The Canadian Press asked Siskinds personal injury lawyer Rasha El-Tawil about the possibility of civil jury trials being replaced by a judge in order to alleviate the backlog of cases and what effect this change will have on cases and the public’s access to justice in the future.
National Post · Posted: Jun 15, 2020
Ontario is considering scrapping jury trials for civil cases in an effort to tackle a backlog exacerbated by the COVID-19 pandemic, but some lawyers say the government is rushing a decision that could have significant repercussions on the province’s legal system.
In a letter issued earlier this month and obtained by The Canadian Press, the province’s attorney general asked stakeholders to weigh in on a proposed legislative amendment that would eliminate some or all civil jury trials.
Doug Downey said the move would be part of a broader effort to maintain the administration of justice during the pandemic and address how the needs of the system have changed in that time, noting Ontario is one of the few jurisdictions in Canada to still allow civil jury trials for most matters.
Stakeholders were given until Monday to send in their submissions on the issue, prompting some to express concerns about how quickly the province appears to be moving ahead.
Others say the need to eliminate long court delays trumps any benefits provided by a jury in civil cases.
“At this time, access to justice has to be paramount,” said Rasha M. El-Tawil, a personal injury lawyer in London, Ont.
“That has to be the centre of the discussion, and if it is the centre of the discussion, then we can say without hesitation that the existence of civil jury trials is denying access to justice,” El-Tawil said.
The current health crisis has worsened delays in a system that was already imploding due to lack of resources, she said, noting that civil jury trials take two to three times as long to complete than those heard by a judge alone.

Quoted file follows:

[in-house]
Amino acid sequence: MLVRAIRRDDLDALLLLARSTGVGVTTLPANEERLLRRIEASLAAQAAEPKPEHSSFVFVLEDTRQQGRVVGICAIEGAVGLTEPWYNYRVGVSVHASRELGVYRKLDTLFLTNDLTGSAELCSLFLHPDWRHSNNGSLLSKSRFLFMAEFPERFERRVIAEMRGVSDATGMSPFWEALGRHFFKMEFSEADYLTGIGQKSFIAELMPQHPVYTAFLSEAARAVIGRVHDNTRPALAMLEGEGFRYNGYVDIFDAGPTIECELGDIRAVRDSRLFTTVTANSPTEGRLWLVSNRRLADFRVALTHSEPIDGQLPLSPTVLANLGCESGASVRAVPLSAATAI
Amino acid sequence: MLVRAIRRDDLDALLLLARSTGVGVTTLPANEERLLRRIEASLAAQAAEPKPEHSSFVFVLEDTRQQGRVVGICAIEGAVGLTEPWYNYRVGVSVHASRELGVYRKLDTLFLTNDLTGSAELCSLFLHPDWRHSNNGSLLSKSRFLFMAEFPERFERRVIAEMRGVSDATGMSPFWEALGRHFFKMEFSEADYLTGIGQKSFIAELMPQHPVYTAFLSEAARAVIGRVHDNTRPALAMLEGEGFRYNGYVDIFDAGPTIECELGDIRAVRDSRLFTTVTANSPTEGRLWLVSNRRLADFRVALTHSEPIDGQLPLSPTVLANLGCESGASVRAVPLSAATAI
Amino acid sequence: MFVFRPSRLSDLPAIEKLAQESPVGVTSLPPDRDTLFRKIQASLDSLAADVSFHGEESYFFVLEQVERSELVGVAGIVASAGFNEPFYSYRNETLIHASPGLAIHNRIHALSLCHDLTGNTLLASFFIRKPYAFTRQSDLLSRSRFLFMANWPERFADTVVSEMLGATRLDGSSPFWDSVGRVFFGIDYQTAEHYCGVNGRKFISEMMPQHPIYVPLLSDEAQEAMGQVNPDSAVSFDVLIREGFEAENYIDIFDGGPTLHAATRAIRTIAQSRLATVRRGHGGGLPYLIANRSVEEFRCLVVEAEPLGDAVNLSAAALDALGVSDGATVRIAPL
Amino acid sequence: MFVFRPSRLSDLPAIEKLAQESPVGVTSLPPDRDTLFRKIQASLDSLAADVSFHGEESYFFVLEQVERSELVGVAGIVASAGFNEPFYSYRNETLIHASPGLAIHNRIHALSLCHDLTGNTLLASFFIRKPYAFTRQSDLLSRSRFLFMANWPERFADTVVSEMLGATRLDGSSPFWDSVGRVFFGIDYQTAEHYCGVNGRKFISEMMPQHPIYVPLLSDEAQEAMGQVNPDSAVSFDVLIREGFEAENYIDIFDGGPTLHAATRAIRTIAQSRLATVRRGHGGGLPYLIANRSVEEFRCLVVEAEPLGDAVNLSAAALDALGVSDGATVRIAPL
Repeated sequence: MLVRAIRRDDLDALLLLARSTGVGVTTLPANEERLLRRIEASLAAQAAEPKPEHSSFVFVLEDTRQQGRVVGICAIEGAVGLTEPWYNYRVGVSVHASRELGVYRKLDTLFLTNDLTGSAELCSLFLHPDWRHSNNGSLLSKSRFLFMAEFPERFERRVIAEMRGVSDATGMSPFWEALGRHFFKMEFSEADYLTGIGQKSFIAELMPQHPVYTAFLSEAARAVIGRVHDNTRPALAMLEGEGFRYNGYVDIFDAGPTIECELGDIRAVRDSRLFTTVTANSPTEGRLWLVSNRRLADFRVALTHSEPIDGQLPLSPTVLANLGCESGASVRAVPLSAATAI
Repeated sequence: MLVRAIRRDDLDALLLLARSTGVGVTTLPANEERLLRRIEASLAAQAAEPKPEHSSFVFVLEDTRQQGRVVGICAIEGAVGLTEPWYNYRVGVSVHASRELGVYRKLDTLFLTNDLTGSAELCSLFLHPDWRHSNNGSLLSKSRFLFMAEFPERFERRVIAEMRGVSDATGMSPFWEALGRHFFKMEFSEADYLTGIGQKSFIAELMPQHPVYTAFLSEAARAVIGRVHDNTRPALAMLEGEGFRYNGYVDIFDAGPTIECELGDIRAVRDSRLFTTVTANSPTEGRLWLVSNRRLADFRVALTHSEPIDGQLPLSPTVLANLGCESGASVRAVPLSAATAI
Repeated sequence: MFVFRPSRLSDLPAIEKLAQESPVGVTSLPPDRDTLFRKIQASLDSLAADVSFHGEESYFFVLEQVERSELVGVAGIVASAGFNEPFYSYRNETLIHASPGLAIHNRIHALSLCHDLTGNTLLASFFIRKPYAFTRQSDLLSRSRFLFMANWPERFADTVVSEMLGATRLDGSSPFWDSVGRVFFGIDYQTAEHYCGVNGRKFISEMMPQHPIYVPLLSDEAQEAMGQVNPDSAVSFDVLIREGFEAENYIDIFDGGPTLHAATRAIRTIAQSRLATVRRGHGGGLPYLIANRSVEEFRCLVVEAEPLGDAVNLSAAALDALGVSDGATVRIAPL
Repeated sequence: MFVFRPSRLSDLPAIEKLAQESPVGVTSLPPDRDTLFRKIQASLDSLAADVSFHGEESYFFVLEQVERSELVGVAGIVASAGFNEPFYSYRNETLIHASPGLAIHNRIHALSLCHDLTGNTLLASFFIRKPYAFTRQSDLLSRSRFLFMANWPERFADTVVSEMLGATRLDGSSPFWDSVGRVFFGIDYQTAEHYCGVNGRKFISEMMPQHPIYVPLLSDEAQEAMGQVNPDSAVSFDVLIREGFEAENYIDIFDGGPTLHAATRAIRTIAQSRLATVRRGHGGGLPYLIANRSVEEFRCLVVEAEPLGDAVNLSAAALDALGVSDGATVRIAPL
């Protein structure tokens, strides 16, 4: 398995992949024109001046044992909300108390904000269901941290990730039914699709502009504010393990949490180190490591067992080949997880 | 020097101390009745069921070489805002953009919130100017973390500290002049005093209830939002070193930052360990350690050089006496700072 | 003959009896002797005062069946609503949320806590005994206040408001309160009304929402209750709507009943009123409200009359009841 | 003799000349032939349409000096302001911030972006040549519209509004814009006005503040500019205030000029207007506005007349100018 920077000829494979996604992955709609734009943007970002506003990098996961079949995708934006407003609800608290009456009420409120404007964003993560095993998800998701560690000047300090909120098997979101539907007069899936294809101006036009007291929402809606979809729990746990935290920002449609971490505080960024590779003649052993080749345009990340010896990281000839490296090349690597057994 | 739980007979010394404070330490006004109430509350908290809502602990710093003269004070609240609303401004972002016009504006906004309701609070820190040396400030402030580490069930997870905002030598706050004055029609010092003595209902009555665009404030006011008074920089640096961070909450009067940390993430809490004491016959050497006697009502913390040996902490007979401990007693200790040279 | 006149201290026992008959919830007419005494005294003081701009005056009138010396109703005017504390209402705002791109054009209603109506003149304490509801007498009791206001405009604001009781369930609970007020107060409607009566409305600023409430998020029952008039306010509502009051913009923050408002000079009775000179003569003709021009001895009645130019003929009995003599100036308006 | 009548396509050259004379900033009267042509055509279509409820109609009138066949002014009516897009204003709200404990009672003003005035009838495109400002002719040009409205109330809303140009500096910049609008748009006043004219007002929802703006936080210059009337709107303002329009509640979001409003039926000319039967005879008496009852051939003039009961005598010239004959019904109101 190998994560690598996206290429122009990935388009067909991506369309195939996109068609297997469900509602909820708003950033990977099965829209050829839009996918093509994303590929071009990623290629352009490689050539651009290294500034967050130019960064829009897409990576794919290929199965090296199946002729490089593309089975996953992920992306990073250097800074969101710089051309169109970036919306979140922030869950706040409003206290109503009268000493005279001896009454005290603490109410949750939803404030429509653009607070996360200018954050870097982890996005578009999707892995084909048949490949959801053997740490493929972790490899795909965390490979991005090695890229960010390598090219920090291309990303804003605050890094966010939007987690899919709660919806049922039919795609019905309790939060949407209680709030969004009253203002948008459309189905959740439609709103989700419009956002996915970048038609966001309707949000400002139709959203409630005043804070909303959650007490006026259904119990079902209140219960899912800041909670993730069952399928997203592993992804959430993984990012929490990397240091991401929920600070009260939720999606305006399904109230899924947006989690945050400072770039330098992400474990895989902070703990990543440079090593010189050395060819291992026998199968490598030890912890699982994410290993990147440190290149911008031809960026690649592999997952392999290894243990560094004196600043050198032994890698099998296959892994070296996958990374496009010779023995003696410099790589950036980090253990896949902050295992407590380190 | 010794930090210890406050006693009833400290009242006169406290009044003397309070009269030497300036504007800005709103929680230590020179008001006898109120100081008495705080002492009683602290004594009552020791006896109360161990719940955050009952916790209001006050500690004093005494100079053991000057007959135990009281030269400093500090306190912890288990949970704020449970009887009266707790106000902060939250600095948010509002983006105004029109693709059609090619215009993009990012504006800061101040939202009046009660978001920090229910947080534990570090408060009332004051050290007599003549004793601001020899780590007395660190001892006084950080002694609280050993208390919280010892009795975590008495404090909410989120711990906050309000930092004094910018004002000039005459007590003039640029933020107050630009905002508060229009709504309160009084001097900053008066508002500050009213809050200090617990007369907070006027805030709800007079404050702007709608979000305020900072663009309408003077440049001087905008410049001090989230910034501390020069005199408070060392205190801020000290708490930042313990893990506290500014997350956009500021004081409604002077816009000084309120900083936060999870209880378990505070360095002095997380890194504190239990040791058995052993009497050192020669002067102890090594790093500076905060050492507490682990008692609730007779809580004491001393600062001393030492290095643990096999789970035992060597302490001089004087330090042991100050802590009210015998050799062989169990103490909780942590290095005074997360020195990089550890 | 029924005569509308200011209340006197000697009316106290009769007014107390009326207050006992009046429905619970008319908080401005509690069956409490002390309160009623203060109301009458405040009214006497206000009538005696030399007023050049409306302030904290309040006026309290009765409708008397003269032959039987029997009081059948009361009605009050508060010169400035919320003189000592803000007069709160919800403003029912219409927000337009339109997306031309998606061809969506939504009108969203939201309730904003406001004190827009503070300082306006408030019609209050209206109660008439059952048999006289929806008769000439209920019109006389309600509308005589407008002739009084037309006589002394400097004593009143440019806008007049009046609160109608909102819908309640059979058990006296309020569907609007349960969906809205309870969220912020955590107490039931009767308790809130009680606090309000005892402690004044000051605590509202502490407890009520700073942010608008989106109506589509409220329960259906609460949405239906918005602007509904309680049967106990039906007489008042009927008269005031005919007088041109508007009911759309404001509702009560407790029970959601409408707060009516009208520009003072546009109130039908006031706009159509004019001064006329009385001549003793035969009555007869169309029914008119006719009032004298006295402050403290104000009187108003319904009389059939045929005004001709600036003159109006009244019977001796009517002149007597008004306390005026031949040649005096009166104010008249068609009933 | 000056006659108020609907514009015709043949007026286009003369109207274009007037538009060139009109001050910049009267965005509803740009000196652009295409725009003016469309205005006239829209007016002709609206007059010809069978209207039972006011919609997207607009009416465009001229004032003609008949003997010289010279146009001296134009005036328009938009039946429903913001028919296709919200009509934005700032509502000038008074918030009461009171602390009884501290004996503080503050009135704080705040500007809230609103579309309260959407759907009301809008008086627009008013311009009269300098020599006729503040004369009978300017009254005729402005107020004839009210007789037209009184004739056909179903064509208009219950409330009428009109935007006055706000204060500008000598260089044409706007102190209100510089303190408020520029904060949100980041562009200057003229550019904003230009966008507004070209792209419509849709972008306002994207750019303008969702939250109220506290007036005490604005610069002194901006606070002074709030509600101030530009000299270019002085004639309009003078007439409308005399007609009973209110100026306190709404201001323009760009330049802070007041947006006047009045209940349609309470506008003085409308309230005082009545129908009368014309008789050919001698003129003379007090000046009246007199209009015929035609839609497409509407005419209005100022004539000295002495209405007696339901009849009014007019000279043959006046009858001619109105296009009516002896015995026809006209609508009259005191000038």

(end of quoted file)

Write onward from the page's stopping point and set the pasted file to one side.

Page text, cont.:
“So unless we’re going to somehow find money to completely infuse the system, which won’t happen … unfortunately, I think the system cannot afford to continue as it currently stands.”
Tanya Walker, a Toronto-based civil litigator, said allowing people to have a timely trial is an important part of access to justice, and getting rid of juries in some cases may help speed up the process.
But she said the province would do better to temporarily halt civil jury trials while it deals with the additional delays caused by the pandemic, rather than making a permanent change.
Some plaintiffs and defendants may consent to proceeding before a judge alone to have their case dealt with sooner, since it’s still unclear when jury trials will be able to resume in light of the COVID-19 restrictions, she said. Others may prefer to wait.
“You can re-evaluate once a vaccination is able to be mass-produced,” she said.
But Michael Smitiuch, a Toronto personal injury lawyer, says too little time has been allocated for consultation on an issue he says could have a major impact on “diversity, equality and democracy.”
He said while the right to a trial by jury is not enshrined in the charter for civil cases as it is for criminal ones, juries better reflect the diversity of Canadian society than a single judge.
The court backlog also predates the pandemic and could be better addressed through modernization and increased funding, Smitiuch said.
“People keep talking about how it’s too slow and it’s an access to justice issue, but what about devoting the resources they should have done in the first place?” he said.
“There should have been more resources thrown at the judicial system well before this, and I think it’s just convenient now to use the pandemic as an excuse to eliminate or get rid of juries.”
In-person court proceedings were put on hold in March as the province enacted a series of health measures meant to curb the spread of COVID-19, causing countless cases to be postponed. Some non-jury cases have continued through remote hearings.
The Ontario Superior Court of Justice has said no jury trials, civil or criminal, will begin until at least September, subject to health guidelines. Rescheduling civil jury cases will be left to each region.
A spokeswoman for Downey said the attorney general is seeking feedback on the proposed amendment as part of an effort to find new ways to conduct matters during the pandemic, and the input received will inform the province’s next steps.
Currently, Ontario allows a jury of six people to assess damages and decide issues of fact in civil cases, except in certain situations where it’s prohibited by statute.
This report by The Canadian Press was first published on June 15, 2020.